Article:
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heathen

[hee-thuh n]Disparaging and Offensive.
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noun, plural hea·thens, hea·then.
  1. (in historical contexts) an individual of a people that do not acknowledge the God of the Bible; a person who is neither a Jew, Christian, nor Muslim; a pagan.
  2. Informal. an irreligious, uncultured, or uncivilized person.
adjective
  1. of or relating to heathens; pagan.
  2. Informal. irreligious, uncultured, or uncivilized.

Origin of heathen

before 900; Middle English hethen, Old English hǣthen, akin to German Heide, heidnisch (adj.), Old Norse heithingi (noun), heithinn (adj.), Gothic haithno (noun); perhaps akin to heath
Related formshea·then·dom, nounhea·then·hood, nounhea·then·ness, nounhea·then·ship, nounhalf-hea·then, adjective, nounnon·hea·then, noun, plural non·hea·thens, non·hea·then, adjectiveun·hea·then, adjective

Synonym study

See pagan.
Dictionary.com Unabridged Based on the Random House Unabridged Dictionary, © Random House, Inc. 2018

Examples from the Web for heathendom

Historical Examples

  • Tasso, at a later period, introduces the deities of heathendom.

    The Superstitions of Witchcraft

    Howard Williams

  • IN Heathendom every true convert becomes at once a Missionary.

  • How gross heathendom can be our missionaries from time to time reveal to us.

  • They were but a few here and there among the multitudes of heathendom.

  • For Holy Cross, and room to worship above the Baals of heathendom!

    The Fair God

    Lew Wallace


British Dictionary definitions for heathendom

heathendom

noun
  1. heathen lands, peoples, or beliefs

heathen

noun plural -thens or -then
  1. a person who does not acknowledge the God of Christianity, Judaism, or Islam; pagan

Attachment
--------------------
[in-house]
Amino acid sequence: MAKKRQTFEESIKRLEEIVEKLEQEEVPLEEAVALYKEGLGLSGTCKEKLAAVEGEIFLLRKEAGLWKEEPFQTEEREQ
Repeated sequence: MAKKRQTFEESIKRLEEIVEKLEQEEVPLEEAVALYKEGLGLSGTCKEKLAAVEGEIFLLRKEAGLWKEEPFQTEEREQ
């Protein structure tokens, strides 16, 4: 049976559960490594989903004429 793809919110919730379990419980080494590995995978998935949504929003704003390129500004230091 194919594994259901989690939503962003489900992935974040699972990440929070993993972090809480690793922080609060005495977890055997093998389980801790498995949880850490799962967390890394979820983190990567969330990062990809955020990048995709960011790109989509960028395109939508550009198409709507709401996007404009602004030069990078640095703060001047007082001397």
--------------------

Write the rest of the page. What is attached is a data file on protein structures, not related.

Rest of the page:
2. an uncivilized or barbaric person
  3. the heathen (functioning as plural) heathens collectively
adjective
  1. irreligious; pagan
  2. unenlightened; uncivilized; barbaric
  3. of or relating to heathen peoples or their religious, moral, and other customs, practices, and beliefs
Derived Formsheathenism or heathenry, nounheathenness, noun

Word Origin

Old English hǣthen; related to Old Norse heithinn, Old Frisian hēthin, Old High German heidan
Collins English Dictionary - Complete & Unabridged 2012 Digital Edition © William Collins Sons & Co. Ltd. 1979, 1986 © HarperCollins Publishers 1998, 2000, 2003, 2005, 2006, 2007, 2009, 2012

Word Origin and History for heathendom

heathen

n.

Old English hæðen "not Christian or Jewish," also as a noun, "heathen man" (especially of the Danes), merged with Old Norse heiðinn (adj.) "heathen, pagan."

Perhaps literally "pertaining to one inhabiting uncultivated land," from heath + -en (2). But historically assumed to be from Gothic haiþno "gentile, heathen woman," used by Ulfilas in the first translation of the Bible into a Germanic language (cf. Mark vii:26, for "Greek"); if so it could be a derivative of Gothic haiþi "dwelling on the heath," but this sense is not recorded. It may have been chosen on model of Latin paganus, with its root sense of "rural" (see pagan), or for resemblance to Greek ethne (see gentile), or it may be a literal borrowing of that Greek word, perhaps via Armenian hethanos [Sophus Bugge]. Like other basic words for exclusively Christian ideas (e.g. church) it likely would have come first into Gothic and then spread to other Germanic languages.

Online Etymology Dictionary, © 2010 Douglas Harper